SAN ANTONIO — We're tracking the latest numbers from the coronavirus pandemic in San Antonio and across Texas. Here are the latest numbers reported by Bexar and surrounding counties:
- Bexar County: 479 new cases and seven fatalities from COVID-19 were reported Wednesday. There have been a total of 21,546 cases and 208 virus-related fatalities in the county.
- Comal County: 73 new cases and one fatality from COVID-19 were reported Wednesday. There have been a total of 1,422 cases and 30 virus-related fatalities in the county.
- Hays County: 70 new cases and one fatality from COVID-19 were reported Wednesday. There have been a total of 3,769 cases and 14 virus-related fatalities in the county.
How Bexar County is trending:
We're tracking how many coronavirus cases are confirmed in Bexar County each day from the time San Antonio Metro Health began reporting cases more than two months ago. Graphing those daily case numbers along a 14-day moving average provides an accurate picture of the curve in the San Antonio area and the direction we're heading amid the coronavirus.
On Wednesday, Mayor Ron Nirenberg reported an additional 479 coronavirus cases in Bexar County, bringing the total to 21,546. Seven more virus-related deaths were also reported, raising the death toll to 208.
Meanwhile, the number of patients in Bexar County hospitals dipped slightly Wednesday to 1,231 current hospitalizations. 438 patients are in ICU, while 274 patients are on ventilators. 11 percent of the county's hospital beds remain available, while 43 percent of the area's ventilators are available.
Bexar County, By The Numbers:
Coronavirus in Texas
Health officials reported 10,791 newly confirmed coronavirus cases Wednesday, marking the second day in a row the state has hit a record high of daily cases. An additional 110 virus-related deaths were reported in the state, marking the highest fatality total reported within a 24-hour span. Those figures bring the statewide totals to 282,365 COVID-19 cases and 3,432 deaths.
Wednesday, health officials removed 3,484 coronavirus cases from the state's total coronavirus count due to how Bexar County reports the area's total coronavirus cases. Metro Health includes both positive test results as confirmed by molecular and antigen testing. Up until Wednesday, Texas Department of State Health Services had included the total number of cases for Bexar County but has amended their count to exclude the county's antigen testing numbers.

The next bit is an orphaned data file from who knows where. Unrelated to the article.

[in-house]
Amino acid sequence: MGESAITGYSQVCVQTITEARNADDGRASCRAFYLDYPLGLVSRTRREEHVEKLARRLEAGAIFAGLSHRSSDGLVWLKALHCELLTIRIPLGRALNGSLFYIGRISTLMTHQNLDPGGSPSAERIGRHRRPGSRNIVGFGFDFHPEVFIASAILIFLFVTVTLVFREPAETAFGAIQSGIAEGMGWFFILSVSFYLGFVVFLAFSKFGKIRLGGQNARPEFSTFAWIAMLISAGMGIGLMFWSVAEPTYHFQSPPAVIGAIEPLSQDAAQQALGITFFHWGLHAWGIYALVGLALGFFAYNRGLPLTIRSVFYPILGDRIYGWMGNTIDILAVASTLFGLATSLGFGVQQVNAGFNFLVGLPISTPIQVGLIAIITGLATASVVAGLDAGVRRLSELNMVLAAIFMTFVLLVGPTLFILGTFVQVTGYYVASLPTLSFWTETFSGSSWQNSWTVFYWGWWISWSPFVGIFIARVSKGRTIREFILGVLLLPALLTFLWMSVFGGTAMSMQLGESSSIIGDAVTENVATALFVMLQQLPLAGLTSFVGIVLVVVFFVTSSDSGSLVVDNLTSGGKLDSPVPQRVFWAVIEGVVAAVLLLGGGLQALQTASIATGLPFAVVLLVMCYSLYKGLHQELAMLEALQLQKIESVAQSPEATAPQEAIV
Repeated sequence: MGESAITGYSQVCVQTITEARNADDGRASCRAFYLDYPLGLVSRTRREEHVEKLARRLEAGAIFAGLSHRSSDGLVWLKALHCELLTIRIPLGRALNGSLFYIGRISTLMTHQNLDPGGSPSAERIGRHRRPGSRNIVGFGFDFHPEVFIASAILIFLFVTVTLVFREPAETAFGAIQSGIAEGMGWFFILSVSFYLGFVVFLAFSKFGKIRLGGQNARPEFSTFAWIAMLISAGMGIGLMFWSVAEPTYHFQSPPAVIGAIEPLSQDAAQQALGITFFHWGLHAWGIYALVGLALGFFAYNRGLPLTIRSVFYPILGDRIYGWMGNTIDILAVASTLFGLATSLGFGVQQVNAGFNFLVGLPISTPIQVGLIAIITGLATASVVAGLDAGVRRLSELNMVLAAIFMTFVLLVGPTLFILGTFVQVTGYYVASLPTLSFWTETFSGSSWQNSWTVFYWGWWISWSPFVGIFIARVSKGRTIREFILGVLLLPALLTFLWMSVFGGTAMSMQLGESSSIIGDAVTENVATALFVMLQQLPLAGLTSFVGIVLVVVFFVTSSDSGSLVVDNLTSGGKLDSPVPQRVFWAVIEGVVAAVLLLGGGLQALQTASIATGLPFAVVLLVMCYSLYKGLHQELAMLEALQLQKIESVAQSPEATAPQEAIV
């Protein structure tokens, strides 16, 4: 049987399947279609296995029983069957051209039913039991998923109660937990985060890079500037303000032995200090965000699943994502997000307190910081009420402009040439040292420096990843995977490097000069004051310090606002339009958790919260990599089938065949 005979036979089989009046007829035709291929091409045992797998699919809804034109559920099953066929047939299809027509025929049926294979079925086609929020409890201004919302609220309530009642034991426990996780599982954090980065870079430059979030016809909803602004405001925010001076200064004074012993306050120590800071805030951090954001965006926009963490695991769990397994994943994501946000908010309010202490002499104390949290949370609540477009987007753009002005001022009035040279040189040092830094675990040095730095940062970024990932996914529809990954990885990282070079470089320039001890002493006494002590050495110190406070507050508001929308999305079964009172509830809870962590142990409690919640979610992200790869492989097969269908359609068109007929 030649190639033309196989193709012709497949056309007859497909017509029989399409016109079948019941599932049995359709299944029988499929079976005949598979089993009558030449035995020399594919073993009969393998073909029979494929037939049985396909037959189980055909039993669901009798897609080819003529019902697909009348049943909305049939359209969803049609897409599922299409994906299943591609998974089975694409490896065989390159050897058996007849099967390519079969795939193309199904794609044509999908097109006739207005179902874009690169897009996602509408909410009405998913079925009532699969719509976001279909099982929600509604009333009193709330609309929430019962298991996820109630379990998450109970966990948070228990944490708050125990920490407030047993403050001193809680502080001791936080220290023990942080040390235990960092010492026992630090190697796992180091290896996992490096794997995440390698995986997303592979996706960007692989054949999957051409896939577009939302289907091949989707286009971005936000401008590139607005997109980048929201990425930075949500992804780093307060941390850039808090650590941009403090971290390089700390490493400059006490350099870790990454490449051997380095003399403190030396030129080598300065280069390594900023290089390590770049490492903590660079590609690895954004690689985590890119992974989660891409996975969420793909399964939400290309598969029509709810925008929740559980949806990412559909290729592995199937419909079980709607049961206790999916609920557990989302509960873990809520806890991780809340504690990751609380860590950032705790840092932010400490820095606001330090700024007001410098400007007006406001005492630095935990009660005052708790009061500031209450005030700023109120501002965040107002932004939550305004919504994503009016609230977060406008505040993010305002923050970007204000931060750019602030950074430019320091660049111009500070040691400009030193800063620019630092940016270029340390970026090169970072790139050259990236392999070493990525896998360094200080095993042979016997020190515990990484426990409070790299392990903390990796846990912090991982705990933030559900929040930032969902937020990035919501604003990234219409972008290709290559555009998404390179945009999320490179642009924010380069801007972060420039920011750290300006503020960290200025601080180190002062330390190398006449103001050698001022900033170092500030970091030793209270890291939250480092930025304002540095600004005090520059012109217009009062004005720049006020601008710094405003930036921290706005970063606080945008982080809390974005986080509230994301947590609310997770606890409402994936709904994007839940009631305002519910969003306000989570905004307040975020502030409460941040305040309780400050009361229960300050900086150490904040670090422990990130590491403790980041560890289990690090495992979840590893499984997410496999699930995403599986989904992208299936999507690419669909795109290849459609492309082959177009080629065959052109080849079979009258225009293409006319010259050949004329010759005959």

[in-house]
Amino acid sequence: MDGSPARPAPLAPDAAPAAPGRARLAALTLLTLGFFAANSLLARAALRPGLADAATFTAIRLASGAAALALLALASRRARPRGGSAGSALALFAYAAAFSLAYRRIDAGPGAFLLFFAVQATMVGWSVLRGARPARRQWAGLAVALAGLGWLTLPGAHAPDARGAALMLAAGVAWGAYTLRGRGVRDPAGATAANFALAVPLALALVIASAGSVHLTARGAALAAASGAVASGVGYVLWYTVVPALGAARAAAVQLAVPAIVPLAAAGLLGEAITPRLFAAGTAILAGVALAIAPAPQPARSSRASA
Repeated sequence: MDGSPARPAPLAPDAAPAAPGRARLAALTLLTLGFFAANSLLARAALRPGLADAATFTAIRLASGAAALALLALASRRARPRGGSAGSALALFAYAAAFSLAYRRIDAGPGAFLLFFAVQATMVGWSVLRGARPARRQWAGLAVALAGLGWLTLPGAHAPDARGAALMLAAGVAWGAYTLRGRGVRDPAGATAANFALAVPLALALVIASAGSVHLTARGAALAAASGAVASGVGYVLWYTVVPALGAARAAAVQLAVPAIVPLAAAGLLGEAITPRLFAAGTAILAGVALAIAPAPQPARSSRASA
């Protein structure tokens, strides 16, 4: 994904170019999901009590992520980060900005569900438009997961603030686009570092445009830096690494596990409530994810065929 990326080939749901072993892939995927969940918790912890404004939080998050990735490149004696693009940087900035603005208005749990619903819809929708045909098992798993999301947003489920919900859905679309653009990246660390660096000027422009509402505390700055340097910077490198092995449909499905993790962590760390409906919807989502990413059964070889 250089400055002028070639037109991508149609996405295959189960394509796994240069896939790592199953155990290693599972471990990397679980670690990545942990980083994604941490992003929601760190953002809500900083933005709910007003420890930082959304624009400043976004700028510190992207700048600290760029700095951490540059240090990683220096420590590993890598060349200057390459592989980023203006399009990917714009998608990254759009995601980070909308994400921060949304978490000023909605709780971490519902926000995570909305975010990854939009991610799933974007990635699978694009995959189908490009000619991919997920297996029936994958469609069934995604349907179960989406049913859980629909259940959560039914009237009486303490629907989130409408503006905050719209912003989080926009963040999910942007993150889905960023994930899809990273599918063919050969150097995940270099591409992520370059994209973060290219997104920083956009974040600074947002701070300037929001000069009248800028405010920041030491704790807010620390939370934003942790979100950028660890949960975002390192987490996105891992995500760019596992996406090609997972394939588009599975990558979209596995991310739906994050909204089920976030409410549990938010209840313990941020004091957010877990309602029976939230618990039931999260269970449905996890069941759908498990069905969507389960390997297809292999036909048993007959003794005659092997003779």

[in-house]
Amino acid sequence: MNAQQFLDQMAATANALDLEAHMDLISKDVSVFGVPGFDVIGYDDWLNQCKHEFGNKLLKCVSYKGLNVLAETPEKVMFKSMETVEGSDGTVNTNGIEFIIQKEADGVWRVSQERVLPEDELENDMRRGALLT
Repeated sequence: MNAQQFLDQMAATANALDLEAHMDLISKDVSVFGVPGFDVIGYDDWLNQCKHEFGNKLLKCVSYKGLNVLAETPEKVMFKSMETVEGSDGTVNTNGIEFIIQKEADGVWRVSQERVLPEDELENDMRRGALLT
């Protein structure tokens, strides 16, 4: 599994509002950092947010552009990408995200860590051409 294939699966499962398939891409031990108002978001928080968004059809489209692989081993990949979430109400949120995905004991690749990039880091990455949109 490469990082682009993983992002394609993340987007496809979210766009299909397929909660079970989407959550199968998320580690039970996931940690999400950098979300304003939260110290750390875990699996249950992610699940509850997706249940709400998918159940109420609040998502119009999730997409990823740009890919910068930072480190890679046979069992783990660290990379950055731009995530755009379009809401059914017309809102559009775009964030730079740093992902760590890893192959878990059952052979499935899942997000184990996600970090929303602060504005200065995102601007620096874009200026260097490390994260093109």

More than 129,000 Texans remain ill with the virus, while an estimated 149,000 have recovered.
Latest Coronavirus Headlines
- Will I get a second stimulus check? Answers to your stimulus check questions
- Mother of 6-year-old who tested positive for coronavirus says parents need to be more cautious
- JBSA cancels November airshow due to coronavirus
- Phase three of promising coronavirus vaccine study to take place in San Antonio
- 2 stylists had COVID-19, but wore masks. 139 of their clients didn't become ill
- Texas classrooms can stay closed this fall without losing state funding if local health officials order it
The symptoms of coronavirus can be similar to the flu or a bad cold. Symptoms include fever or chills, cough, shortness of breath or difficulty breathing, fatigue, muscle or body aches, headache, new loss of taste or smell sore throat, congestion or runny nose, nausea or vomiting and diarrhea, according to the Centers for Disease Control.
Most healthy people will have mild symptoms. A study of more than 72,000 patients by the Centers for Disease Control in China showed 80 percent of the cases there were mild.
But infections can cause pneumonia, severe acute respiratory syndrome, kidney failure, and even death, according to the World Health Organization. Older people with underlying health conditions are most at risk.
On June 25, the CDC expanded the list of groups at a higher risk of severe illness due to coronavirus.
Experts determined there was consistent evidence these conditions increase a person's risk, regardless of age:
- Chronic kidney disease
- COPD (chronic obstructive pulmonary disease)
- Obesity (BMI of 30 or higher)
- Immunocompromised state (weakened immune system) from solid organ transplant
- Serious heart conditions, such as heart failure, coronary artery disease, or cardiomyopathies
- Sickle cell disease
- Type 2 diabetes
The CDC believes symptoms may appear anywhere from two to 14 days after being exposed.
Human coronaviruses are usually spread...
- Between people who are in close contact with one another (within about 6 feet).
- Through respiratory droplets produced when an infected person coughs, sneezes or talks. These droplets can land in the mouths or noses of people who are nearby or possibly be inhaled into the lungs.
- Some recent studies have suggested that COVID-19 may be spread by people who are not showing symptoms.
Help stop the spread of coronavirus
- Stay home when you are sick.
- Eat and sleep separately from your family members
- Use different utensils and dishes
- Cover your cough or sneeze with your arm, not your hand.
- If you use a tissue, throw it in the trash.
Lower your risk
- Wash your hands often with soap and water for at least 20 seconds. If soap and water are not available, use an alcohol-based hand sanitizer.
- Avoid touching your eyes, nose, and mouth with unwashed hands.
- Avoid close contact with people who are sick.
- Clean and disinfect frequently touched objects and surfaces.
- The CDC recommends wearing a mask or cloth face covering if you have to be out due to an essential service or essential activity such as going to the grocery store.
- If you are 60 or over and have an underlying health condition such as cardiovascular disease, diabetes or respiratory illnesses like asthma or COPD, the World Health Organization advises you to try to avoid crowds or places where you might interact with people who are sick.